I know a CEO who gave strategic planning a try – once. He brought his senior team together and tasked them to develop a company strategic plan. They went away and performed market research, defined big goals, engaged the right people, assessed resource requirements, and pulled together an integrated strategic plan, complete with milestones and metrics.
When the senior team presented their plan to the CEO, he asked several thought-provoking questions about goals, market opportunity, competition, and the investment required. He made sure he understood the plan’s details, declared he liked the plan, and then charged his team to begin implementation. He spent no more time thinking about the plan, since his team was “on it.”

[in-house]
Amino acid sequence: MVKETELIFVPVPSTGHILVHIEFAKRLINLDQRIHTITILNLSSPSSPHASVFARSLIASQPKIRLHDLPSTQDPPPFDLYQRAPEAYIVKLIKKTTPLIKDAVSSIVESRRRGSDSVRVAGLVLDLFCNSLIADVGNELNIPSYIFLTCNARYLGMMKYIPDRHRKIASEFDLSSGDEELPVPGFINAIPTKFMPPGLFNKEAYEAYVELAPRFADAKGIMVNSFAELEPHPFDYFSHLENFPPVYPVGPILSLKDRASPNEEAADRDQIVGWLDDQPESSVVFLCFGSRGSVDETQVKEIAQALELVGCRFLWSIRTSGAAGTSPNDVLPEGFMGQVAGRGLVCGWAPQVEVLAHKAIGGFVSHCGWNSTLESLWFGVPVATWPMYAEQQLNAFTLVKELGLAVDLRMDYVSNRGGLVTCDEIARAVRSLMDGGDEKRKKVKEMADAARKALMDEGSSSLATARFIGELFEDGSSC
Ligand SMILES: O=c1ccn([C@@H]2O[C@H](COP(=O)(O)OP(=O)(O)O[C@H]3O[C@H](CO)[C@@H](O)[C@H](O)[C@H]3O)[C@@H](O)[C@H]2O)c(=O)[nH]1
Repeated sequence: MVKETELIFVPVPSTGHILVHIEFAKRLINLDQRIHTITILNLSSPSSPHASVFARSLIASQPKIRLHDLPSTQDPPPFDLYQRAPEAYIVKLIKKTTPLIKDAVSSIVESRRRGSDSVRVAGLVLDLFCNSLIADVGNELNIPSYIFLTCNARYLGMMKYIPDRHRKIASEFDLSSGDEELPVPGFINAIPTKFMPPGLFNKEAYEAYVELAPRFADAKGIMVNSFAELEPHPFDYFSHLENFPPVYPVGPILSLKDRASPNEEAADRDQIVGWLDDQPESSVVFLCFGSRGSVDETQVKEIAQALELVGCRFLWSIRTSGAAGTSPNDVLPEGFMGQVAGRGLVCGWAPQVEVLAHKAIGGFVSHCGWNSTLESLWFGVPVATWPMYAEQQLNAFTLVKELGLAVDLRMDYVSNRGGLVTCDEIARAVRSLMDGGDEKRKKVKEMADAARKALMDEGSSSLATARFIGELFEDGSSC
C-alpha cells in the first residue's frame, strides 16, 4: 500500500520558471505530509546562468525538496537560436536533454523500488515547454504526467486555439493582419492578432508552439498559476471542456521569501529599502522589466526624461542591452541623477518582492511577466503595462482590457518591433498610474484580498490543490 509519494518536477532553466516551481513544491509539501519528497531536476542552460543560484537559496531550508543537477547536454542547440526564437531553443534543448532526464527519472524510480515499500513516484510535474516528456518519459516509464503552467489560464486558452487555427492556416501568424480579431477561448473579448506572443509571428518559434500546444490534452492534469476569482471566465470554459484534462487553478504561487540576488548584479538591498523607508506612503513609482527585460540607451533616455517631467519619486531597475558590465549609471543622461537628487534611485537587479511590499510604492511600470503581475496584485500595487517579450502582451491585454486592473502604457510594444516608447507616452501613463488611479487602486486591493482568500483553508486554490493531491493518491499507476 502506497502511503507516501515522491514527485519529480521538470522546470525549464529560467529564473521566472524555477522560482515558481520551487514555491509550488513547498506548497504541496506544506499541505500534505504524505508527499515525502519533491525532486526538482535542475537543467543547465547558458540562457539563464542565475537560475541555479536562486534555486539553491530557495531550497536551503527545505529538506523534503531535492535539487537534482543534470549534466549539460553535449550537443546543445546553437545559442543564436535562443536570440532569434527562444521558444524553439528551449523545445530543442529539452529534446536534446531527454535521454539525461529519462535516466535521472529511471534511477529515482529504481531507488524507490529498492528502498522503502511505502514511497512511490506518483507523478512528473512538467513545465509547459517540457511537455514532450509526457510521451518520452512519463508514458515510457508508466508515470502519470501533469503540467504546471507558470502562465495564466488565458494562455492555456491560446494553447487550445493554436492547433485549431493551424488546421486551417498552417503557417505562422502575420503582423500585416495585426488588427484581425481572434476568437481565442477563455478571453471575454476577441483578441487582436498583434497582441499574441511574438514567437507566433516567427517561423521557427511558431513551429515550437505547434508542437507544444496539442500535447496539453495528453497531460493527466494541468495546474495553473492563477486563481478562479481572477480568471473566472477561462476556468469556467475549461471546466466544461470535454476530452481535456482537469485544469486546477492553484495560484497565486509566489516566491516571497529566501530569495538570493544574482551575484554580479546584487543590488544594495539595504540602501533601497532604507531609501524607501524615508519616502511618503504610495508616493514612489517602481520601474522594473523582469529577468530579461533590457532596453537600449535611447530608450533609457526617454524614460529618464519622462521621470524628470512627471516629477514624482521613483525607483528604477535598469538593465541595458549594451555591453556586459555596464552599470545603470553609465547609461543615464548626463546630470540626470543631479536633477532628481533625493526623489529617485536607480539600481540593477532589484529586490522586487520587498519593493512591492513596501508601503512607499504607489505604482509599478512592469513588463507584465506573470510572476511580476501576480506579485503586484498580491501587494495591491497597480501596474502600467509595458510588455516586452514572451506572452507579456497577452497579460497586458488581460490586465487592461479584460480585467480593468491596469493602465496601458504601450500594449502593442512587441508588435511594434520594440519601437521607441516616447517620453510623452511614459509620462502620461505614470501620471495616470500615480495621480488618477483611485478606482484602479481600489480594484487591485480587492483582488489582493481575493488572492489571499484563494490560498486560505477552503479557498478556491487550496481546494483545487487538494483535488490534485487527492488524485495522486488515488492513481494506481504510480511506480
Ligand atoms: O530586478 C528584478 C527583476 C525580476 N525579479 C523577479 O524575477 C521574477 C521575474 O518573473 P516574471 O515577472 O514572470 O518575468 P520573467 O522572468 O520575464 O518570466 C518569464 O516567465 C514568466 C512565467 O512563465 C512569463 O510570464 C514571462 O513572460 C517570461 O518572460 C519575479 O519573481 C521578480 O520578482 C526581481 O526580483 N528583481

A year passed and the CEO called the senior team back into his office to review progress. While the company had grown and was still profitable, strategy implementation was poor, resource allocation was incomplete, milestones had not been met, and the company was no closer to achieving its strategic goals than it was 12 months ago. The CEO declared strategic planning to be unproductive and said he would not put any more of his time into it.
Why did this happen? Was it a flaw in the plan – or a flaw in the implementation? It may have been both of those, but more likely it was the CEO’s lack of engagement in the strategy planning and implementation process. The leader must be involved from the beginning in conceiving the company’s strategic vision, goals, and milestones, and then must be the strategy’s main driver throughout its life. He/she needs to ask questions that reflect consistent interest in moving toward the next milestone and ultimate objectives, helping to set expectations, measure progress, and check in regularly – to do more than just delegate. The leader’s full engagement in strategic planning and implementation is critical to its ultimate success.